The Scottish Government supports everyone's right to feel safe in their own homes and communities. This necessitates communities working with local partners, supporting community events and acknowledging the positive contributions that children and young people can make to their communities. They are committed to:
- promote positive messages about young people and support engagement with communities, including opportunities for intergenerational communication
- develop an evidence base around effective interventions with young victims
- work as partners to demonstrate the benefits of adopting a restorative approach to youth offending
- address issues around media perceptions of young people.
In May 2011 the EU published a package of measures aimed at reinforcing rights of victims and minimum standards on rights, support and protection.
It is recognised that many victims of crime can be as a result of youth offending and the children's hearings system and the Scottish Children's Reported Administration have already made a similar commitment in their 'Strategy for Victims':
- recognition of the importance of victims of crime
- recognition that victims have a legitimate interest in their cases
- commitment to provide explanations for victims about their processes
- commitment to offer victims information on outcomes
- recognition that victims should be enabled to have a voice
Standards for the information and assistance provided to victims and local communities
- every victim should receive information about the process for dealing with the young person who has committed an offence against them and the outcome.
- every victim of a young person referred to the reporter or court on offence grounds will have the opportunity to engage in a mediation, reparation or restorative scheme, as appropriate.
- the local authority should collate and publish annual performance information about the volume, nature and persistence of offences committed by young people, and local strategies and services designed to respond to offending by young people.
Objective 7: Provide strategic direction and co-ordination of multi-disciplinary services for children and young people who offend through locality planning and performance improvement
Effective strategies process characterised by co-ordinated action by Youth Justice service providers is required if GIRFEC, European and International Standards are to be achieved.
The Planning Performance Improvement Framework ( PPIF) (2010) provides a voluntary framework for management information to assist local areas in their work to address offending by young people. The PPIF is divided into four areas to reflect the four key themes in the Preventing Offending by Young People: A Framework for Action.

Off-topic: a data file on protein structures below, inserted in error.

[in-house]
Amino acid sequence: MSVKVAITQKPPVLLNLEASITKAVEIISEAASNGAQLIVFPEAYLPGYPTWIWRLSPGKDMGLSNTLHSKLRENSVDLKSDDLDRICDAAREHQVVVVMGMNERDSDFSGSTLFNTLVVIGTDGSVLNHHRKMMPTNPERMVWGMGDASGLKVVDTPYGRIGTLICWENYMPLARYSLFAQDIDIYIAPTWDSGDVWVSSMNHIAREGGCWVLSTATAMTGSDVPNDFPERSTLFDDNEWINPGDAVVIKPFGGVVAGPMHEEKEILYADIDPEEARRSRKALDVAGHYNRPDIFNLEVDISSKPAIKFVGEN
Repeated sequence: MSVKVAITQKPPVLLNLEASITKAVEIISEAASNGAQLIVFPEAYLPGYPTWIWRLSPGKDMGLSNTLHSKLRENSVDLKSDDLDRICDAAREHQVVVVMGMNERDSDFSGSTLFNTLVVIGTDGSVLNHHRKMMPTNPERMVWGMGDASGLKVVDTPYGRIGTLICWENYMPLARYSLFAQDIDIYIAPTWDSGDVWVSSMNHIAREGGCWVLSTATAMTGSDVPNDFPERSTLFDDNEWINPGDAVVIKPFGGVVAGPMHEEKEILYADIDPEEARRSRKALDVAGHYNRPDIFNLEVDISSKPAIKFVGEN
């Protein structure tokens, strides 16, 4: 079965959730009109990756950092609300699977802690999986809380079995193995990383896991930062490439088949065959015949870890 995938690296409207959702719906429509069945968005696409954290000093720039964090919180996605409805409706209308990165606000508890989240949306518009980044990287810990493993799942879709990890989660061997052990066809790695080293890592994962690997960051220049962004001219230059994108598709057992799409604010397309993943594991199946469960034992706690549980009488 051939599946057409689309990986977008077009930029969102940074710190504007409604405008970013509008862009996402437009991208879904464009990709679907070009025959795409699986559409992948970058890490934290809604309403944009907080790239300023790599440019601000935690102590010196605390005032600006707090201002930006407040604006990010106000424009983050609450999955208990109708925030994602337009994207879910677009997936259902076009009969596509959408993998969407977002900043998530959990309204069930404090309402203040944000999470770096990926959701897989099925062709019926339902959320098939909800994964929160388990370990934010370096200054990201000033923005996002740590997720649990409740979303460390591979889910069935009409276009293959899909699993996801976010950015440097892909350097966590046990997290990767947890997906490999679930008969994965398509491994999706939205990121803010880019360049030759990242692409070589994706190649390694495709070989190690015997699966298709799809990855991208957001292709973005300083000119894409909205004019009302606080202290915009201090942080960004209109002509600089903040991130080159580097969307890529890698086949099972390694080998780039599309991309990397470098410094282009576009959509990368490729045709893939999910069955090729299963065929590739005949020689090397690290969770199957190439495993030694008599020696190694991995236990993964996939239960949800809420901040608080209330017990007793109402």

Performance indicators are divided into:
- intermediate outcome indicators which measure the benefits and changes resulting from the activities of an organisation or service over the medium term;
- local activity indicators which are locally determined approaches and will inform how well local services are achieving the intermediate outcomes; and inputs which describe the resources required locally for the management and delivery of services and how they are used. Inputs enable the local activities to be delivered, which in turn contribute to the intermediate outcomes.
Standards for locality planning and performance improvement
- the local authority should have a multi-agency Youth Justice Strategy Group which will plan, co-ordinate and evaluation the development of local services dealing with young people who offend in accordance with Preventing Offending by Youth People: A Framework for Action with GIRFEC as the guiding principle.
- at an operational level, the local authority should have effective liaison arrangements in place with relevant agencies if services are not located within a dedicated youth justice team
The local authority should consider the use of the PPIF self assessment tool to:
- provide robust management information to support local areas understanding, reflection and improvement in performance.
- improve the quality and availability of local and national information relevant to offending by children and young people.
- provide a mechanism for local areas to report against their Single Outcome Agreements.
- identify unmet need and gaps in services.
Practice Monitoring and Evaluation
- the local authority should have in place a routine system to monitor and review children and young people involved in offending behaviour, both individually and in aggregate form, which should be used to provide data for service planning, performance delivery and development of service pathways.
- practitioners and managers should be committed to gathering and using data at all levels within an organisation.
- agency monitoring should be integral to the design of planned interventions.
- Interventions should be outcome focussed, evidence change against stated aims and objectives and impact on perceived needs and risks.
- evaluation of services should include both hard and soft information.